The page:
October 2009 GDP Estimates

Pub. Date
05 November, 2009
Pub. Type


Our monthly estimates of GDP suggest that output fell by 0.4 per cent in the three months ending in October, following on from a similar decline in the three months ending in September. The buoyancy of industrial production in September is good news, but a rise between May and July petered out with renewed weakness in August. The profile of the economy suggests that the current depression is probably slightly worse than the experience of the early 1980s but not as bad as that of the early 1930s.

Our track record in producing early estimates of GDP suggests that our projection for the most recent three-month period has a standard error of 0.1-0.2% point when compared to the first estimate produced by the Office for National Statistics. This comparison can be made only for complete calendar quarters. Outside calendar quarters the figures are less reliable than this and they are also likely to be less accurate in the current disturbed economic circumstances.

A paper describing the methodology used to produce the data was published in the February 2005 volume of the Economic Journal. From April until October 2006 our estimates were computed using the Index of Services published by ONS. However this monthly series shows considerable volatility which has caused us some problems in estimating GDP. From our November 2006 press release we have therefore reverted to using a model of private services output based on indicator variables. This means that, while all our figures for calendar quarters are fully coherent with ONS data, our estimates of monthly private service output are not. The series can be thought of as indicating the underlying value of the ONS series.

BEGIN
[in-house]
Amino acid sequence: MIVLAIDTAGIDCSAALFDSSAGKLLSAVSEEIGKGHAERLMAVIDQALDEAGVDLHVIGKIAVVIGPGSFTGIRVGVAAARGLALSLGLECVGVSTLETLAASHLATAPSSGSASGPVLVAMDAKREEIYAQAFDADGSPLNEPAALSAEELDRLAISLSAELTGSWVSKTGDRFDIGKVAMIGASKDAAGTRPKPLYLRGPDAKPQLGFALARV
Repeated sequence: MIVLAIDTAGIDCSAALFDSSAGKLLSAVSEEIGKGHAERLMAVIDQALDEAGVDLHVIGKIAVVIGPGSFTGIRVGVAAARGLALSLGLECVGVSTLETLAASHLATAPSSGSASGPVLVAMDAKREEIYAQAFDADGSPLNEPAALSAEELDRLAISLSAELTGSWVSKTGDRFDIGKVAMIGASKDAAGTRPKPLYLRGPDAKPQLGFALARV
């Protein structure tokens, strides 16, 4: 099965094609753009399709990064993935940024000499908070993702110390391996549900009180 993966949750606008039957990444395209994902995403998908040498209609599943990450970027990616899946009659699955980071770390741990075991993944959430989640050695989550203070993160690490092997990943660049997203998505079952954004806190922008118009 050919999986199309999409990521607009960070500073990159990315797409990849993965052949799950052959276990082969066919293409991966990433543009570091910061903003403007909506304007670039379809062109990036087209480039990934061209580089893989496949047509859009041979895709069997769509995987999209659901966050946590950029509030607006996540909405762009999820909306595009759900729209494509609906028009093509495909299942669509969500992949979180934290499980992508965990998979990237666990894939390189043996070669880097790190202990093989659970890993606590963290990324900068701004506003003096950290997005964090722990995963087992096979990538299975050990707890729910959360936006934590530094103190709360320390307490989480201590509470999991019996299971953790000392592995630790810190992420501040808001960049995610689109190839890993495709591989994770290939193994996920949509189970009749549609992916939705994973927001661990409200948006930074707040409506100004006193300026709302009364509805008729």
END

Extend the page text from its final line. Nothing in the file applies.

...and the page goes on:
The figures for the profile of the economy in 1930-1934 have been revised after Dr Solomou of Cambridge University kindly pointed out some extra data we could take into account. As a consequence the 1930s recession now appears deeper than we had previously thought.

For more information please telephone James Mitchell on 020 7654 1926.